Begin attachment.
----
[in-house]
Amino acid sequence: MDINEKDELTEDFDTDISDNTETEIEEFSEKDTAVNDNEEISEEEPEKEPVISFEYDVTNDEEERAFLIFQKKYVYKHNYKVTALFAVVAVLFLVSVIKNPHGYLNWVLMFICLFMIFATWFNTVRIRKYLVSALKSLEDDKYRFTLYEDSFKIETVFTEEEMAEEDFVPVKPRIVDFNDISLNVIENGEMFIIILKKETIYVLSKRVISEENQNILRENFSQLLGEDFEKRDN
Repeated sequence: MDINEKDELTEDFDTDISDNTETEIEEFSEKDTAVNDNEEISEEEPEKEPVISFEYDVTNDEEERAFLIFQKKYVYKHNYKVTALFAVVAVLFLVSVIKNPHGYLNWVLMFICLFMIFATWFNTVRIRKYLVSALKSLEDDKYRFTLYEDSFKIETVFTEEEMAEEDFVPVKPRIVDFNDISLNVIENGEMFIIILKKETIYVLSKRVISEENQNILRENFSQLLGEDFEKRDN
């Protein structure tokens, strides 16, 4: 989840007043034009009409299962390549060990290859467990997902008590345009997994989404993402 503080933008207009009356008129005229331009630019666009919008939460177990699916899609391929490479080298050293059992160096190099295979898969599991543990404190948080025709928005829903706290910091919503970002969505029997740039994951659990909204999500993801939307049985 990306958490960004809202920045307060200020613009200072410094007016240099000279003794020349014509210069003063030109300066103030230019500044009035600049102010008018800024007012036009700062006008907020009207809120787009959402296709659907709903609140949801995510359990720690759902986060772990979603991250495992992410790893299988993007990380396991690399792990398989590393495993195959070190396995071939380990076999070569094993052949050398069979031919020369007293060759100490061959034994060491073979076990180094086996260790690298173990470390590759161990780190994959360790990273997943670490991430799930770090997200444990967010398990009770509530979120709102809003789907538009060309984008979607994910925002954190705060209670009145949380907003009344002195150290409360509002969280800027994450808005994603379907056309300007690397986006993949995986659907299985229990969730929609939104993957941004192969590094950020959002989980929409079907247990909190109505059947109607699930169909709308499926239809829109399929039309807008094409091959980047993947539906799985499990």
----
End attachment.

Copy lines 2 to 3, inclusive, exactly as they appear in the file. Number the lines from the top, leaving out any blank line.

Amino acid sequence: MDINEKDELTEDFDTDISDNTETEIEEFSEKDTAVNDNEEISEEEPEKEPVISFEYDVTNDEEERAFLIFQKKYVYKHNYKVTALFAVVAVLFLVSVIKNPHGYLNWVLMFICLFMIFATWFNTVRIRKYLVSALKSLEDDKYRFTLYEDSFKIETVFTEEEMAEEDFVPVKPRIVDFNDISLNVIENGEMFIIILKKETIYVLSKRVISEENQNILRENFSQLLGEDFEKRDN
Repeated sequence: MDINEKDELTEDFDTDISDNTETEIEEFSEKDTAVNDNEEISEEEPEKEPVISFEYDVTNDEEERAFLIFQKKYVYKHNYKVTALFAVVAVLFLVSVIKNPHGYLNWVLMFICLFMIFATWFNTVRIRKYLVSALKSLEDDKYRFTLYEDSFKIETVFTEEEMAEEDFVPVKPRIVDFNDISLNVIENGEMFIIILKKETIYVLSKRVISEENQNILRENFSQLLGEDFEKRDN